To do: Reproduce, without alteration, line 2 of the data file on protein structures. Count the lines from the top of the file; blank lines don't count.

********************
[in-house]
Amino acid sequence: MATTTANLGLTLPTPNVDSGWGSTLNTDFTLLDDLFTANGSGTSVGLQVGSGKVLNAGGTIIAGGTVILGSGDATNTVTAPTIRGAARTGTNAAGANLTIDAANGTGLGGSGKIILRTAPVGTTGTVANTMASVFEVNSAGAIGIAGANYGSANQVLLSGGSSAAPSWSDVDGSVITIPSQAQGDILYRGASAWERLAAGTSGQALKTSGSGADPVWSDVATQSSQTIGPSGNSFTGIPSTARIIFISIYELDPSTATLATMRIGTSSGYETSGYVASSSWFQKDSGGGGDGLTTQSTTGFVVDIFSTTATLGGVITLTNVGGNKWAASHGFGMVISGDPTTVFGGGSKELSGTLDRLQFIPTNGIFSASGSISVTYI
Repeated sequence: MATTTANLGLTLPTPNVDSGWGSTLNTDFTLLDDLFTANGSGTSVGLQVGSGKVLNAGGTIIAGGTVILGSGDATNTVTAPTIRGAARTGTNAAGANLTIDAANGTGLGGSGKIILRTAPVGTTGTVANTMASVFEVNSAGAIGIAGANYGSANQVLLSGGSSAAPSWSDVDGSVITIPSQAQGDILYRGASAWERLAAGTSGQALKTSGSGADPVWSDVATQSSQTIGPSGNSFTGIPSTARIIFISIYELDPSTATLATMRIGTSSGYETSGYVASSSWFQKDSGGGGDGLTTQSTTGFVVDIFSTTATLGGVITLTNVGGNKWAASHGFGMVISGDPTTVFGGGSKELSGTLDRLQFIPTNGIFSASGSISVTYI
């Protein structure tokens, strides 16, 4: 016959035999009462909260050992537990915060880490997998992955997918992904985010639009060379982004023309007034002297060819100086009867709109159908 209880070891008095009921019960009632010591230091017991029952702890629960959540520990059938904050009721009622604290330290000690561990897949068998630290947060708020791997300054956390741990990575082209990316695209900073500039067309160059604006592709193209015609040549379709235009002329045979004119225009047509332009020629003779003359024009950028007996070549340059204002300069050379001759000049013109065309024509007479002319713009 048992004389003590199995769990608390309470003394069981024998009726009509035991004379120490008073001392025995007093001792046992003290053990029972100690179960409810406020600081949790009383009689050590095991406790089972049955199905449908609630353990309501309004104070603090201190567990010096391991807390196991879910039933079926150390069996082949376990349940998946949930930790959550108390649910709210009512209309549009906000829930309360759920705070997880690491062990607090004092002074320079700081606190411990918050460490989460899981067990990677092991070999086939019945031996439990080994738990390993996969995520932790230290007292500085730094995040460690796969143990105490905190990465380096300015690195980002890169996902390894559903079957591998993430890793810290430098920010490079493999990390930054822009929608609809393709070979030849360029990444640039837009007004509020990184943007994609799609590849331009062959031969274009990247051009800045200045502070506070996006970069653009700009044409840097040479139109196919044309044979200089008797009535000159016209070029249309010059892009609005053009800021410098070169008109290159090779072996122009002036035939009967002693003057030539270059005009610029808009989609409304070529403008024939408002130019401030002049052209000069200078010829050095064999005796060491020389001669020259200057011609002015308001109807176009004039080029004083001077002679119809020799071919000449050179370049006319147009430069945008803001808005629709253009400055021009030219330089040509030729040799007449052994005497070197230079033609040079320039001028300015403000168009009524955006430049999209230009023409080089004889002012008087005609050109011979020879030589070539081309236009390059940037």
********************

Amino acid sequence: MATTTANLGLTLPTPNVDSGWGSTLNTDFTLLDDLFTANGSGTSVGLQVGSGKVLNAGGTIIAGGTVILGSGDATNTVTAPTIRGAARTGTNAAGANLTIDAANGTGLGGSGKIILRTAPVGTTGTVANTMASVFEVNSAGAIGIAGANYGSANQVLLSGGSSAAPSWSDVDGSVITIPSQAQGDILYRGASAWERLAAGTSGQALKTSGSGADPVWSDVATQSSQTIGPSGNSFTGIPSTARIIFISIYELDPSTATLATMRIGTSSGYETSGYVASSSWFQKDSGGGGDGLTTQSTTGFVVDIFSTTATLGGVITLTNVGGNKWAASHGFGMVISGDPTTVFGGGSKELSGTLDRLQFIPTNGIFSASGSISVTYI